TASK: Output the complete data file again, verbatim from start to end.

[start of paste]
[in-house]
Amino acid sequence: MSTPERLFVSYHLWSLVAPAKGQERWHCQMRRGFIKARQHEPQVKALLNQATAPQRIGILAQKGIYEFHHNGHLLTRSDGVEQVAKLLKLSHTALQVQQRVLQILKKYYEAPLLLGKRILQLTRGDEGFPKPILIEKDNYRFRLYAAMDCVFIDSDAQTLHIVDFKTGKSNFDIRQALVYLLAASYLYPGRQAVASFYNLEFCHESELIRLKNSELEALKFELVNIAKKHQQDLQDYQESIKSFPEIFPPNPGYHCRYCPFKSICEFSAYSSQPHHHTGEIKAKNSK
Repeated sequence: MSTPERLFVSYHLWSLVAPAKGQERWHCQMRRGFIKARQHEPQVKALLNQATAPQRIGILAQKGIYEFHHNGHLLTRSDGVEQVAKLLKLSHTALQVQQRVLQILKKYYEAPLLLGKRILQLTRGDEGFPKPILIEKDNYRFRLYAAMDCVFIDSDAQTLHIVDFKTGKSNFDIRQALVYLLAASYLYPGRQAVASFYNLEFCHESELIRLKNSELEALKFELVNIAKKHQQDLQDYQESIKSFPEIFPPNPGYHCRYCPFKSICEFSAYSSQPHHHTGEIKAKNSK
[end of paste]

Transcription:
[in-house]
Amino acid sequence: MSTPERLFVSYHLWSLVAPAKGQERWHCQMRRGFIKARQHEPQVKALLNQATAPQRIGILAQKGIYEFHHNGHLLTRSDGVEQVAKLLKLSHTALQVQQRVLQILKKYYEAPLLLGKRILQLTRGDEGFPKPILIEKDNYRFRLYAAMDCVFIDSDAQTLHIVDFKTGKSNFDIRQALVYLLAASYLYPGRQAVASFYNLEFCHESELIRLKNSELEALKFELVNIAKKHQQDLQDYQESIKSFPEIFPPNPGYHCRYCPFKSICEFSAYSSQPHHHTGEIKAKNSK
Repeated sequence: MSTPERLFVSYHLWSLVAPAKGQERWHCQMRRGFIKARQHEPQVKALLNQATAPQRIGILAQKGIYEFHHNGHLLTRSDGVEQVAKLLKLSHTALQVQQRVLQILKKYYEAPLLLGKRILQLTRGDEGFPKPILIEKDNYRFRLYAAMDCVFIDSDAQTLHIVDFKTGKSNFDIRQALVYLLAASYLYPGRQAVASFYNLEFCHESELIRLKNSELEALKFELVNIAKKHQQDLQDYQESIKSFPEIFPPNPGYHCRYCPFKSICEFSAYSSQPHHHTGEIKAKNSK